• Industrial Sales Tip: Boosting Revenue With Service Plans

    Posted On Wednesday, July 27, 2016 by Robert Smith

    Selling service and maintenance plans for industrial and construction equipment is a highly effective way to boost revenue. If a company buys a new forklift or piece of packaging equipment, for instance, it may also be interested in a service plan. Doing so ensures the equipment will operate efficiently throughout its lifetime. And should any problems arise, the servicing company will usually fix them. This helps to create logical reasons for additional customer "touches" past sale; which will ensure that your company is in the know of any upcoming sales opportunites.

    Regular Maintenance

    One of the most common types of service plans for industrial equipment is a regular maintenance plan. Also known as a “preventative maintenance plan,” this covers the cost and labor for all routine forms of maintenance associated with the equipment. Industrial construction equipment typically requires ongoing maintenance to ensure it functions as intended. The buyer can either perform this maintenance themselves; they can outsource the task to a third party; or they can buy a regular maintenance plan.

    Extended Warranties

    Another common type of service plan offered with industrial equipment is extended warranties. As the name suggests, this plan “extends” the warranty for a piece of equipment beyond its standard manufacturer's warranty. Most manufacturers of industrial equipment offer some type of warranty, guaranteeing that the equipment will work as intended for a predefined length of time. Should the equipment fail, the manufacturer agrees to fix or replace it at no cost. An extended warranty plan goes one step further, offering protection beyond the standard manufacturer's warranty.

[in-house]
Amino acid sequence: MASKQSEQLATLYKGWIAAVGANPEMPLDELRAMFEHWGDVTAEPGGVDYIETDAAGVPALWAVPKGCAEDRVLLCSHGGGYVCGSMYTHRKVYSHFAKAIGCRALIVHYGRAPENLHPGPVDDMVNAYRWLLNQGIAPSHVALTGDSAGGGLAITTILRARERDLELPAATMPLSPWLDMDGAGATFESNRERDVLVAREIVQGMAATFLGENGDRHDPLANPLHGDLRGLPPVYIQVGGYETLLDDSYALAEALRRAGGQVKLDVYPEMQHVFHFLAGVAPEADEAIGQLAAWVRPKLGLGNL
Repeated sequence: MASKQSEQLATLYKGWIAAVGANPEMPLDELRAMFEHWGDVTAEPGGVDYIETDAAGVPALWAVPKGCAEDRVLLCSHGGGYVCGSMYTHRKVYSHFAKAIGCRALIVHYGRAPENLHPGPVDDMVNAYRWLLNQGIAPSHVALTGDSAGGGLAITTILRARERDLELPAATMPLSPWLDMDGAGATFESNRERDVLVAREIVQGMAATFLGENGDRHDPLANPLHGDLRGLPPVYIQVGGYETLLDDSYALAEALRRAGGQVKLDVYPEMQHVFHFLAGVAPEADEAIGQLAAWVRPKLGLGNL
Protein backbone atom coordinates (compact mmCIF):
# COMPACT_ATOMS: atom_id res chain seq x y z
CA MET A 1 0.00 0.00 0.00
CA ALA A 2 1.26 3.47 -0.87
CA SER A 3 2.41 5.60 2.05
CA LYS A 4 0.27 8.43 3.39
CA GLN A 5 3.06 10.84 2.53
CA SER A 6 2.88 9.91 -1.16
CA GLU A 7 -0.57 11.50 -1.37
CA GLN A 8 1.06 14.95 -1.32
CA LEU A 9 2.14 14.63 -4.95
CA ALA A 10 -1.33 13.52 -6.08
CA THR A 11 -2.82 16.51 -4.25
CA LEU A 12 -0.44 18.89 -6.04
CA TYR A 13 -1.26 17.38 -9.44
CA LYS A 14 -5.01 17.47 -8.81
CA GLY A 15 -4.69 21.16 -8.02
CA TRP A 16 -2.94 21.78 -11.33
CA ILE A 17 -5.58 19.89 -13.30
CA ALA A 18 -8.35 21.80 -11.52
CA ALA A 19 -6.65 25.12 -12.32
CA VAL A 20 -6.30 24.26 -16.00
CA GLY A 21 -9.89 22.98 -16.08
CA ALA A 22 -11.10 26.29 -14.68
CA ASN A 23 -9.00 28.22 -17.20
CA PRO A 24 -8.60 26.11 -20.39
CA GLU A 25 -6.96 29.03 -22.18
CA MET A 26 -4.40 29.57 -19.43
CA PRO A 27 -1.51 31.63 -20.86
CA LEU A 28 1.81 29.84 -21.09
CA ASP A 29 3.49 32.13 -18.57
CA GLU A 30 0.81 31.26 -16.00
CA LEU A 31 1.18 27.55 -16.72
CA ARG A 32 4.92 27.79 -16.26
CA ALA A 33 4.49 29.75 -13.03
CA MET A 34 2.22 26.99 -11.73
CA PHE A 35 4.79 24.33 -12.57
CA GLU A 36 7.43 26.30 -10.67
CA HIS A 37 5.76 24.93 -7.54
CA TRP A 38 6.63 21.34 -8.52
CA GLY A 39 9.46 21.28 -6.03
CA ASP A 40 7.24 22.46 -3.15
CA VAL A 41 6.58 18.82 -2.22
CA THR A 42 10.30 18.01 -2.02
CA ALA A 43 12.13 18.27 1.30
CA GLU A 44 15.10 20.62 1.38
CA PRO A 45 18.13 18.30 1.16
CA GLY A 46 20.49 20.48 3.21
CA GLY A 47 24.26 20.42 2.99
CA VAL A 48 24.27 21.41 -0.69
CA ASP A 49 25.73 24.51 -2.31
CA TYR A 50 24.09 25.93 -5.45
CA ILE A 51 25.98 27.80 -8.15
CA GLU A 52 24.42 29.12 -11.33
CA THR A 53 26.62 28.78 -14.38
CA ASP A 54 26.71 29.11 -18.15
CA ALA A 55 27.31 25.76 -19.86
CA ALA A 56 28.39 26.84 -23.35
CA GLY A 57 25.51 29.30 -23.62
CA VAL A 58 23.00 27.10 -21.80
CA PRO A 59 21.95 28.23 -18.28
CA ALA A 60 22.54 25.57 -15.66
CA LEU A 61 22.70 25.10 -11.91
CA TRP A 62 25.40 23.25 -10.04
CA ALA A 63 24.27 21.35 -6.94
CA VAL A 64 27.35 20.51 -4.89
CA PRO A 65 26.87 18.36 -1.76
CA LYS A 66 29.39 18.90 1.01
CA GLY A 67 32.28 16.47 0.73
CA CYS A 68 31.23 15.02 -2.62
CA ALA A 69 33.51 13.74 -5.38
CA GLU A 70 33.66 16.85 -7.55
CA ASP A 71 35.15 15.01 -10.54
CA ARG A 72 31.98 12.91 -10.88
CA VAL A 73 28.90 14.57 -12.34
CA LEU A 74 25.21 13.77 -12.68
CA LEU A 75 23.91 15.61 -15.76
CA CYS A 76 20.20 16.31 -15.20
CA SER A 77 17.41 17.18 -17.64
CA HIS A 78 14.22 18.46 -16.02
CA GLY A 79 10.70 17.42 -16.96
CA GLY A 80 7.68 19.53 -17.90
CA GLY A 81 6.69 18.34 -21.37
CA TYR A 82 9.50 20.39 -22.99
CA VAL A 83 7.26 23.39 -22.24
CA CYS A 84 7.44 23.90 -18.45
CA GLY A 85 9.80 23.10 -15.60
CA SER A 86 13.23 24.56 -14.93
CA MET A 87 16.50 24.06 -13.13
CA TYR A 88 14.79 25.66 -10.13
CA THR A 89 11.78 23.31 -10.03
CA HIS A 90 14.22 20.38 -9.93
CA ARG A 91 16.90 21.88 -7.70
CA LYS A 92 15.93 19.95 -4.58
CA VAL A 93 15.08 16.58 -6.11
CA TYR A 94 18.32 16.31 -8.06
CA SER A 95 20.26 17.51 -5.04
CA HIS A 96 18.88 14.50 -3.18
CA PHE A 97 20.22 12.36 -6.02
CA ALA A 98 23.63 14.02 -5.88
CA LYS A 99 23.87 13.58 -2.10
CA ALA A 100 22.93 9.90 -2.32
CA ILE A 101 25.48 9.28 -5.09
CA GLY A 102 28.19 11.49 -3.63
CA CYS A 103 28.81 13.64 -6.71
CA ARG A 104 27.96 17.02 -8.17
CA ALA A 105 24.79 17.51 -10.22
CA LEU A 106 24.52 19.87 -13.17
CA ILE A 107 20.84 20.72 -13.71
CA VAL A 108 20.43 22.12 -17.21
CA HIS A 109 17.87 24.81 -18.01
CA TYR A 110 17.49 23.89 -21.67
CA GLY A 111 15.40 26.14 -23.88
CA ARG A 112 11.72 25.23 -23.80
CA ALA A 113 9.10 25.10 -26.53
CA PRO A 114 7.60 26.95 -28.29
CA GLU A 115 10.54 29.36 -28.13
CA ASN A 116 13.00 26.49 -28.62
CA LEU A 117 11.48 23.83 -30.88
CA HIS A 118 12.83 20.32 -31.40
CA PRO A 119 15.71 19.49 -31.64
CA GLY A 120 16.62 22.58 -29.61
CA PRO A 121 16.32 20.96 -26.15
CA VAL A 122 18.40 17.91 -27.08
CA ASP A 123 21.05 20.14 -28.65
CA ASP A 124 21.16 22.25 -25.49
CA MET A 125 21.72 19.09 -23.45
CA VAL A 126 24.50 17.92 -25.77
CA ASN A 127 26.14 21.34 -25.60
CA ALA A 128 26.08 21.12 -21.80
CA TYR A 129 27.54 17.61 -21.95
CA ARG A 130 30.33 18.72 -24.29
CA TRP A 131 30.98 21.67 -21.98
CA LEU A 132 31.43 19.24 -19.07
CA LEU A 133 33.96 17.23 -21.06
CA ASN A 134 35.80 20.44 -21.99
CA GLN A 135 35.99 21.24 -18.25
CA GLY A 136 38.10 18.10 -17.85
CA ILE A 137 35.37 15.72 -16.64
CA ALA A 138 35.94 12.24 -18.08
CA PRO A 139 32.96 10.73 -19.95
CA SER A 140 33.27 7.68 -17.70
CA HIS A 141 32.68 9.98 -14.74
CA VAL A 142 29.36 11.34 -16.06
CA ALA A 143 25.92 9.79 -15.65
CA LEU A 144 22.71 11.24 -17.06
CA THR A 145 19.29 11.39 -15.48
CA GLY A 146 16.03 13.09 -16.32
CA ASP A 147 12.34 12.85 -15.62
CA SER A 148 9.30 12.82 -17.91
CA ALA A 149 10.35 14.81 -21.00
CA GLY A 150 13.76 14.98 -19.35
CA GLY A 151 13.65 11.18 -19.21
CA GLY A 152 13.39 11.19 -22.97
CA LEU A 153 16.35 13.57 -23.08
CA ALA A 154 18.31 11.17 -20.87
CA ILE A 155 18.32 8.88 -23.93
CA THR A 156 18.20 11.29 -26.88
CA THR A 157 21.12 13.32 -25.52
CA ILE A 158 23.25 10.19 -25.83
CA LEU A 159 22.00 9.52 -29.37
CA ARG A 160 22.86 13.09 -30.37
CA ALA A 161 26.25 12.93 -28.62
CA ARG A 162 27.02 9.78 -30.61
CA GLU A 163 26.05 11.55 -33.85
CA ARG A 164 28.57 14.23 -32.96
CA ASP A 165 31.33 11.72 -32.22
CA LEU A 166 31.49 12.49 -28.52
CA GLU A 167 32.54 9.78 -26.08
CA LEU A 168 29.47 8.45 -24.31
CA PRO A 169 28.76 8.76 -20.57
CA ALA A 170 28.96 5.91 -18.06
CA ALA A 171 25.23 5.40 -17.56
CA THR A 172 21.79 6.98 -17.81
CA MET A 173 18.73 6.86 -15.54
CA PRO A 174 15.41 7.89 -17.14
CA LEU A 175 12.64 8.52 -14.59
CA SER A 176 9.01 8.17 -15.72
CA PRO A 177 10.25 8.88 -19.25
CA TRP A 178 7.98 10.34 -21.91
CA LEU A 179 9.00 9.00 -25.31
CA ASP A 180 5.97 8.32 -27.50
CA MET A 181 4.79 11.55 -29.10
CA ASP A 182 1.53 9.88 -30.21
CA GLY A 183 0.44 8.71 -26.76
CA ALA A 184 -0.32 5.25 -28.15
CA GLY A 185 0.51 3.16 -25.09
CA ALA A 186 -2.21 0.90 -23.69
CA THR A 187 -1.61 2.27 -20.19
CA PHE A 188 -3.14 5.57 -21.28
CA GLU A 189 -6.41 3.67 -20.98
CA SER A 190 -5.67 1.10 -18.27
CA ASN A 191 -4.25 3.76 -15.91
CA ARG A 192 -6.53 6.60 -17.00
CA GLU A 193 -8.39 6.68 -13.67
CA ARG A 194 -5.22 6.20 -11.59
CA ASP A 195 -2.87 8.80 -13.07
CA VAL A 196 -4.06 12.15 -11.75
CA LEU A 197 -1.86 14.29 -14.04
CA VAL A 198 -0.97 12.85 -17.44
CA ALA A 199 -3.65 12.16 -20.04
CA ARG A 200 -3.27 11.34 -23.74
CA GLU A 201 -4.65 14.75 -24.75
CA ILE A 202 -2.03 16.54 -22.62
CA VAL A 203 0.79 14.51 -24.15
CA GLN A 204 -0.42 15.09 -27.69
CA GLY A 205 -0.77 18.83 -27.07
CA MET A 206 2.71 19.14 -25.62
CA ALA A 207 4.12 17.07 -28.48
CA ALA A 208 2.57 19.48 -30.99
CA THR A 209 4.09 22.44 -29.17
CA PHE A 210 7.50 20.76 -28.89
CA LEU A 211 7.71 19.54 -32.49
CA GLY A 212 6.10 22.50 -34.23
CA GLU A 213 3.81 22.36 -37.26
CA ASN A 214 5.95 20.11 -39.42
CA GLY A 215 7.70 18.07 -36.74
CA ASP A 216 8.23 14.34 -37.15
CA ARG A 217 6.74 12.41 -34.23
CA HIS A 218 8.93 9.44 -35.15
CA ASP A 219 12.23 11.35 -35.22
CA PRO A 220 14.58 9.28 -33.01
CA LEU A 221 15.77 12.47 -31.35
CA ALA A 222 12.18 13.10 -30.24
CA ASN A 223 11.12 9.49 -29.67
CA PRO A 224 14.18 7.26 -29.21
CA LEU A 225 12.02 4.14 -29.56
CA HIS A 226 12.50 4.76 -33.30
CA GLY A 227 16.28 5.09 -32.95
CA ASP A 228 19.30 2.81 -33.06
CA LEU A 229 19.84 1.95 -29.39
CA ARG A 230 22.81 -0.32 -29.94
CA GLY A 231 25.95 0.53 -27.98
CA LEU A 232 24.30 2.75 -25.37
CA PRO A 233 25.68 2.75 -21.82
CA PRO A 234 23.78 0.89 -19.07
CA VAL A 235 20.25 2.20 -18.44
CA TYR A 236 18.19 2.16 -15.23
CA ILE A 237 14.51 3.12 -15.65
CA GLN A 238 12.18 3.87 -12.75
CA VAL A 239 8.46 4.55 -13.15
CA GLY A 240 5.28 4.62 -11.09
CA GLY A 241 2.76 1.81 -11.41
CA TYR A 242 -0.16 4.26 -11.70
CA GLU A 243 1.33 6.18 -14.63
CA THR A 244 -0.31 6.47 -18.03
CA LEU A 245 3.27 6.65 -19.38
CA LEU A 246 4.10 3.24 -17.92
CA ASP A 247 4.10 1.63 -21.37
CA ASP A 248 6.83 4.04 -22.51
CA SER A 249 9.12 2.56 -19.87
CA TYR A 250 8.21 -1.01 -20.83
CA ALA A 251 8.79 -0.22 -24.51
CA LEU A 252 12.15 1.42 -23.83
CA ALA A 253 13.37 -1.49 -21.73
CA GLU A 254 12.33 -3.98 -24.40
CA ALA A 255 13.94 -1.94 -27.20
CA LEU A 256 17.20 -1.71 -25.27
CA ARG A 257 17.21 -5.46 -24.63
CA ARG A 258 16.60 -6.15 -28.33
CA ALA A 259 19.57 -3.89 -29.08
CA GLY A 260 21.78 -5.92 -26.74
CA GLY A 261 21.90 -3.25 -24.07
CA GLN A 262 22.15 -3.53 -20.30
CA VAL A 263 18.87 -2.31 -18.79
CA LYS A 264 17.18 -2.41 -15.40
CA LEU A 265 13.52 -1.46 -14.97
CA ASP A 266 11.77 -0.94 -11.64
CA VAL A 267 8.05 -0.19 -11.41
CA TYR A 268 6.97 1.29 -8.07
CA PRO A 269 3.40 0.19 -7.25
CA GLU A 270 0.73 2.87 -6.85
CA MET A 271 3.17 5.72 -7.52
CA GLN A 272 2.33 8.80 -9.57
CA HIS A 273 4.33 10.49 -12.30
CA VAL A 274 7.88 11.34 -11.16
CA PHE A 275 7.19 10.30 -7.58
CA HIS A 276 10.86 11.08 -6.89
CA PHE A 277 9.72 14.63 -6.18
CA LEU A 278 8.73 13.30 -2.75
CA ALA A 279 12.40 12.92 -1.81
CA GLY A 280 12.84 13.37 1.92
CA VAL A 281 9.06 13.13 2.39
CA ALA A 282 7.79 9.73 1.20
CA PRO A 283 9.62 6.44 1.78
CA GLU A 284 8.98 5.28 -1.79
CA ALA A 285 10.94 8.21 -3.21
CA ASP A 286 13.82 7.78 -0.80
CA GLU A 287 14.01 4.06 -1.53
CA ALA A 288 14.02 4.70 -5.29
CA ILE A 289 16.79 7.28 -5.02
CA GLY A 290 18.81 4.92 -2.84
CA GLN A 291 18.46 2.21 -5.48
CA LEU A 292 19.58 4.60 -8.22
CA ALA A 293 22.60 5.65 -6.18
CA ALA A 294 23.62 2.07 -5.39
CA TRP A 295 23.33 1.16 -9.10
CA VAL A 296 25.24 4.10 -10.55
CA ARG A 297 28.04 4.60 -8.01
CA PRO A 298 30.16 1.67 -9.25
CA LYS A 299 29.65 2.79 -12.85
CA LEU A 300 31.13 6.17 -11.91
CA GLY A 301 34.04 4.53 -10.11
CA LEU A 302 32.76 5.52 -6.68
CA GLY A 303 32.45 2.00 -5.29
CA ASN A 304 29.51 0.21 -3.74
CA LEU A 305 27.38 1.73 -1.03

Tips on Selling Service Plans

    First and foremost, familiarize yourself the different equipment service plans offered by your company and their respective features. You can't expect to sell many service plans (if any) unless you know what exactly you are selling. So, read through each and every service plan, taking note of what it covers, how long the coverage lasts, how much it costs, etc. Using this information, you can pitch your equipment service plans more effectively, generating a stronger response by prospects.

    If you research some of the different equipment service plans currently being offered, you'll notice that many of them contain multiple levels of service and protection. Assuming your company also offers multiple levels with its service plans, use this as a selling point. If a prospect cannot afford a “premium” plan, for instance, perhaps he or she can afford a “basic” plan. 

    Arguably, one of the most effective sales tactics to sell more equipment service plans is to convey its cost-value to the prospect. Sure, a service plan may cost extra, but if it saves money in the long run it's worth it. 

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